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No Rest for the Wicked, No Sleep for This Pom

NorthSouthEastWest: Expat Dispatches

It’s fast approaching the end of the year which means we have time for just one more Expat Dispatches for 2011. As always, your faithful expat dispatchers from the four corners of the globe are:

North: Linda (Yours Truly here) in The Netherlands (http://www.adventuresinexpatland.com/)

South: Russell in Australia (http://www.insearchofalifelessordinary.com/)

East: Erica in Japan (http://www.expatriababy.com/)

West: Maria in Canada (http://www.iwasanexpatwife.com/)

The December edition of NorthSouthEastWest is something very dear to our hearts. It’s the thing or things that drive us crazy as expats.

This month’s theme is therefore an open invitation to have a good ole fashioned rant and is called It’s driving me round the bend!

Visiting at In Search of a Life Less Ordinary, Erica shares her (absolute lack of) love for packaging in Japan.

Over at I Was an Expat Wife, I discover the discomfort of discomfort.

While at Expatria, Baby, Maria is breathing a sigh of relief to be free of the expat hierarchy.

And here at Adventures in Expat Land, Russell is wondering ‘why it’s so flamin’ hard to get any sleep around here’.

So sit back, enjoy these four no-holds-barred posts, and look forward to a wonderful festive season wherever in the world you and yours may be!

 * * * * * * * * * * * * * * * * * * * *

I used to be a wonderfully deep sleeper. I’d wake up refreshed and ready to take on the day, confident in having achieved the requisite eight hours of undisturbed kip.

I now wake three hours too early in the morning to the sound of kookaburras cackling like rabid hyenas outside my bedroom window.

(The first time I heard a kookaburra sing, I thought I was being attacked by feral beasts and jumped right out of bed into the arms of my future father-in-law. You don’t need to know why he was in my bedroom. You do need to know that these birds have the potential to scare you witless.)

Kookaburras are impressively large specimens that sing in pairs and that start their singing all too early in the morning.

They also wake up the surrounding native birdlife who join in with their own brand of morning song.

Extremely loudly. Just outside my bedroom window. And three hours too early.

Soon after, the ‘tradies’ hit the road. Carpenters, builders, plumbers, electricians. Anyone with a trade begins work in Australia as soon as the day breaks. Given Sydney’s woeful traffic congestion problems, they usually head off bright and early which, in my neighbourhood, equals 4:30 am.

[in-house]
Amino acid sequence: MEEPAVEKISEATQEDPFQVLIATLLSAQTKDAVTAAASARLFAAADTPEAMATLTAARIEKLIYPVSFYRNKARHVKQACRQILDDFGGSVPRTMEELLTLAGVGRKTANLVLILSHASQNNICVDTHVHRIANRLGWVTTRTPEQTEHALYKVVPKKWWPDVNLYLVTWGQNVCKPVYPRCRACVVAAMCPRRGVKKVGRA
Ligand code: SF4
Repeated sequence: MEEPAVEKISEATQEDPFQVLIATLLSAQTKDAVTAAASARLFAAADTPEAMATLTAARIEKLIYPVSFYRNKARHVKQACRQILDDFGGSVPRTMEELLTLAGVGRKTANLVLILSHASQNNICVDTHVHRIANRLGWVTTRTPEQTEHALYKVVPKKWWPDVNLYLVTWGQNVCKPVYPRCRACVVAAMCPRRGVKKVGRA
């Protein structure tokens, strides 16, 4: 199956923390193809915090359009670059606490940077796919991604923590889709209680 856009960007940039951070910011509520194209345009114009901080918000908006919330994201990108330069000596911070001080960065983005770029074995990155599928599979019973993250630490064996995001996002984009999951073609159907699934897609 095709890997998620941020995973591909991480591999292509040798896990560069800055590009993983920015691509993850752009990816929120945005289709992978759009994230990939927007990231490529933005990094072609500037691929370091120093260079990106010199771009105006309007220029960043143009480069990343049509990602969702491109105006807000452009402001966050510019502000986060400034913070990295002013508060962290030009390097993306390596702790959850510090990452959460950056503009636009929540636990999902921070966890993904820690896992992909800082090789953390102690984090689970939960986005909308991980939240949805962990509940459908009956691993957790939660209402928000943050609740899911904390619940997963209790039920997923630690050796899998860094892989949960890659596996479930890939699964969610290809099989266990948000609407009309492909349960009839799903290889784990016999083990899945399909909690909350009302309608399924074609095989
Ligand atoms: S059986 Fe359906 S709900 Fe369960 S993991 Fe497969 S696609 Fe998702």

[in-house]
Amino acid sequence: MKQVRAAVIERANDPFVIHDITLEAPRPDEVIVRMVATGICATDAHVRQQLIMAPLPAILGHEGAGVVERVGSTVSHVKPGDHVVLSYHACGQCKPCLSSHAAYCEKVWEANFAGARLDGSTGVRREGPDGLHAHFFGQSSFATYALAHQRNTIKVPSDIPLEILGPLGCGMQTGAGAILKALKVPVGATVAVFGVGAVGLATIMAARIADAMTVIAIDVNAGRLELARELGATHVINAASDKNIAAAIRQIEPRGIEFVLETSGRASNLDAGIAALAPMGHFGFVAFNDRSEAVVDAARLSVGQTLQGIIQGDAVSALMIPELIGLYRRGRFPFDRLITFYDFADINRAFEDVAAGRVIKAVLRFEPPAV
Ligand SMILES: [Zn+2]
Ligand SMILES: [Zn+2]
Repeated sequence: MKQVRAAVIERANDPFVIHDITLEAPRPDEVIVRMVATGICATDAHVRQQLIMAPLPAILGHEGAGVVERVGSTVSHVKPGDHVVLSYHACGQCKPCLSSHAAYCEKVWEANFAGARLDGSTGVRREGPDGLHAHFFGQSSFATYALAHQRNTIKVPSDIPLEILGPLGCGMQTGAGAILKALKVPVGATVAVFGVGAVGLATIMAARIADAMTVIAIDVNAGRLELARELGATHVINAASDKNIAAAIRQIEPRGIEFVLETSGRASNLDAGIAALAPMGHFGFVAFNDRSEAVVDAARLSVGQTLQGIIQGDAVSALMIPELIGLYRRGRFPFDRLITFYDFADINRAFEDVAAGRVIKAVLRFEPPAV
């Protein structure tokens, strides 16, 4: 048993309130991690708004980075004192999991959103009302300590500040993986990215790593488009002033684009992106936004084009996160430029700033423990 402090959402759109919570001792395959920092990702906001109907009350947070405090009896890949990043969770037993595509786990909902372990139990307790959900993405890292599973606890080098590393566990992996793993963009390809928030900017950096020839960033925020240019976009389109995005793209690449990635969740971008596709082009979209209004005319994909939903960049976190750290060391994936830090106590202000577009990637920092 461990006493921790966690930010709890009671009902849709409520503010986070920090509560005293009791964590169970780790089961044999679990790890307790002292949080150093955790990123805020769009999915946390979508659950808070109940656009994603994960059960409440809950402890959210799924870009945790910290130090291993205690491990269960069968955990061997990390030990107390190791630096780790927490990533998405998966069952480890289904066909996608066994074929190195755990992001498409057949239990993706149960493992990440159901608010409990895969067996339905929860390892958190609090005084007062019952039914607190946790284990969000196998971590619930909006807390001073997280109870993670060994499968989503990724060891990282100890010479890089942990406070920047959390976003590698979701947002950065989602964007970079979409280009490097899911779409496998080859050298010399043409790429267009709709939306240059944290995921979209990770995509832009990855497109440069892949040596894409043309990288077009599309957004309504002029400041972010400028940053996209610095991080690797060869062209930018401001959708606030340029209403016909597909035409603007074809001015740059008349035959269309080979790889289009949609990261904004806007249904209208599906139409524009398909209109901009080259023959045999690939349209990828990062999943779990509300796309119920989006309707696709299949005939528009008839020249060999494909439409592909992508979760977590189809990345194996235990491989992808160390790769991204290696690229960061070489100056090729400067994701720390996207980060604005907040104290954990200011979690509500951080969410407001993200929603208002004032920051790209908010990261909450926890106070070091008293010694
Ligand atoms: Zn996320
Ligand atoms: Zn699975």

By now, I’m wide awake. My tin-pot, two-bit house is a proud example of the glory of Australian house building. Homes are uninsulated, sometimes built of wood (like mine), and come without double-glazed windows. (Popular opinion says that double-glazed windows are either a fanciful decoration for the wealthy or a must-have for those that live in the frigid northern hemisphere.)

So not only is my house freezing in winter and a sauna (not a naked one) in summer, but I can readily hear a sparrow fart outside the front door.

I turn up at work strung out and half asleep, incapable of doing anything other than blog posting (that’s my excuse, I’m sticking to it). Whoever said that Australia is the ‘lucky country’ was blatantly wrong.

It is the ‘noisy country’ and it’s driving me round the bend.

Aside from the early morning wake-up calls, I have neighbours who insist on playing with power tools each and every evening. Mr Angle Grinder lives next door. For three years, Angle Grinder has singlehandedly ground the living crap out of Lord-knows-what in his non-soundproofed garage next door. He’s either building a replica of the Sydney Harbour Bridge in his grinding frenzy or he’s just a twisted old man with a sad grinder fetish.

Opposite live the Don’t-give-a-fricks, the family from the bottom-end (as in arse, not South) of the UK who wholeheartedly enjoy life in the land down under and mostly enjoy it late on a Saturday night. I’ve given up asking for the music to be turned down. Now we sit in our front room and watch the TV in time to the Euro techno baseline coming from across the road.

Let’s not forget those pesky birds. At 7pm, they return to haunt me. The lorikeets and cockatoos squawk overhead and the fruit bats swoop from one tree to the next letting forth the most ear curdling of sounds as they do. The possums screech out mating calls, depositing small brown parcels onto our car as they crawl along telephone wires and into the trees. With this cacophony of hoots, shrieks and wails, I often feel like a visitor to the local zoo.

Once the darkness descends on the neighbourhood, you’d assume the noise would also die down. But this is close to the witching hour, when young spotty P-platers with all-too-powerful Utes prove their manliness by screaming away from street corners in a cloud of burning tire smoke and a roar of their V8 cylinder 6.0 litre petrol engines.

The problem is that Australia is blessed with the kind of perfect weather that drives most people and most things outside for most of the day and the rest of the night. The wildlife thrives, the tradies work from dawn ‘til dusk, the kids party all evening, and the rest of us lie wide awake in our beds crying out for some peace.

The serene green fields of England, with well-mannered sparrows and robins chirruping from under the eaves of the houses, church bells gently pealing in the distance, and the odd guttural moo from a fully-fed cow feeding close by are but a distant, diminishing memory. Sleepy villages and idyllic countryside are no more, replaced by noisy, badly behaved antipodean creatures of all sizes, great and small.

Image Credit: avilasal

 

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